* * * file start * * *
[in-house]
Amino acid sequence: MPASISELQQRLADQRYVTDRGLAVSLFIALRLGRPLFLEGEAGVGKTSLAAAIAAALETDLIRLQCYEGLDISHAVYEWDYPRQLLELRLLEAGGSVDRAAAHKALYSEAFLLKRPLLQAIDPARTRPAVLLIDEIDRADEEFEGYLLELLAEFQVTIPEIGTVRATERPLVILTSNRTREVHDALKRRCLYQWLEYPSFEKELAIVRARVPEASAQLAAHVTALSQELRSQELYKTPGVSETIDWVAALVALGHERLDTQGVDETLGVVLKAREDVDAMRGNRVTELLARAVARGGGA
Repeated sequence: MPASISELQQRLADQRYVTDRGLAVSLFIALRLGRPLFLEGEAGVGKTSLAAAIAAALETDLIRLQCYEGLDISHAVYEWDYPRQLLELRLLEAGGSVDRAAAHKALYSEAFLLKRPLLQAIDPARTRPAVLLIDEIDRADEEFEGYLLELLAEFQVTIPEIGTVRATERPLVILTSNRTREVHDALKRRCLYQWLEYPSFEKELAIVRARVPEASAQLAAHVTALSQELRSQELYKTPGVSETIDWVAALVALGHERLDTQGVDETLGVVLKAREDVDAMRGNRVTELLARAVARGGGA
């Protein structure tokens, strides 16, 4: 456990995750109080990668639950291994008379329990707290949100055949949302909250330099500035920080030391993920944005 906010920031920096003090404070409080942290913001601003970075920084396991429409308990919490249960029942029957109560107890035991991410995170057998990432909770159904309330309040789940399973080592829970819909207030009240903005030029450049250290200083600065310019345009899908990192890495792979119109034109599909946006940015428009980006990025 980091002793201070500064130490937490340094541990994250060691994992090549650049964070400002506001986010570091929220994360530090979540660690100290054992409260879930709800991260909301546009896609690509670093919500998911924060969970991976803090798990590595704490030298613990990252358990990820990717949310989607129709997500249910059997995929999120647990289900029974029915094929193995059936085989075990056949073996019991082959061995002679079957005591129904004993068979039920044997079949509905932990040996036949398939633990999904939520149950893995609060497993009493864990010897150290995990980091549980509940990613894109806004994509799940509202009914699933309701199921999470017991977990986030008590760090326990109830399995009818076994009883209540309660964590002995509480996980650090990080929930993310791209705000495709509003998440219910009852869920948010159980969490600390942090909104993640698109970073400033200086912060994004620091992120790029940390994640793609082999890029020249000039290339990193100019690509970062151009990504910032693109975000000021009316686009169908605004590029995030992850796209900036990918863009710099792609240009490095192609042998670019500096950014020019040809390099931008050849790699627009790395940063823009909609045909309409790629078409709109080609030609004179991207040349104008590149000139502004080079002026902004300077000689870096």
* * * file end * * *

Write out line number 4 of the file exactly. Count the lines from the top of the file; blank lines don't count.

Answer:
């Protein structure tokens, strides 16, 4: 456990995750109080990668639950291994008379329990707290949100055949949302909250330099500035920080030391993920944005 906010920031920096003090404070409080942290913001601003970075920084396991429409308990919490249960029942029957109560107890035991991410995170057998990432909770159904309330309040789940399973080592829970819909207030009240903005030029450049250290200083600065310019345009899908990192890495792979119109034109599909946006940015428009980006990025 980091002793201070500064130490937490340094541990994250060691994992090549650049964070400002506001986010570091929220994360530090979540660690100290054992409260879930709800991260909301546009896609690509670093919500998911924060969970991976803090798990590595704490030298613990990252358990990820990717949310989607129709997500249910059997995929999120647990289900029974029915094929193995059936085989075990056949073996019991082959061995002679079957005591129904004993068979039920044997079949509905932990040996036949398939633990999904939520149950893995609060497993009493864990010897150290995990980091549980509940990613894109806004994509799940509202009914699933309701199921999470017991977990986030008590760090326990109830399995009818076994009883209540309660964590002995509480996980650090990080929930993310791209705000495709509003998440219910009852869920948010159980969490600390942090909104993640698109970073400033200086912060994004620091992120790029940390994640793609082999890029020249000039290339990193100019690509970062151009990504910032693109975000000021009316686009169908605004590029995030992850796209900036990918863009710099792609240009490095192609042998670019500096950014020019040809390099931008050849790699627009790395940063823009909609045909309409790629078409709109080609030609004179991207040349104008590149000139502004080079002026902004300077000689870096």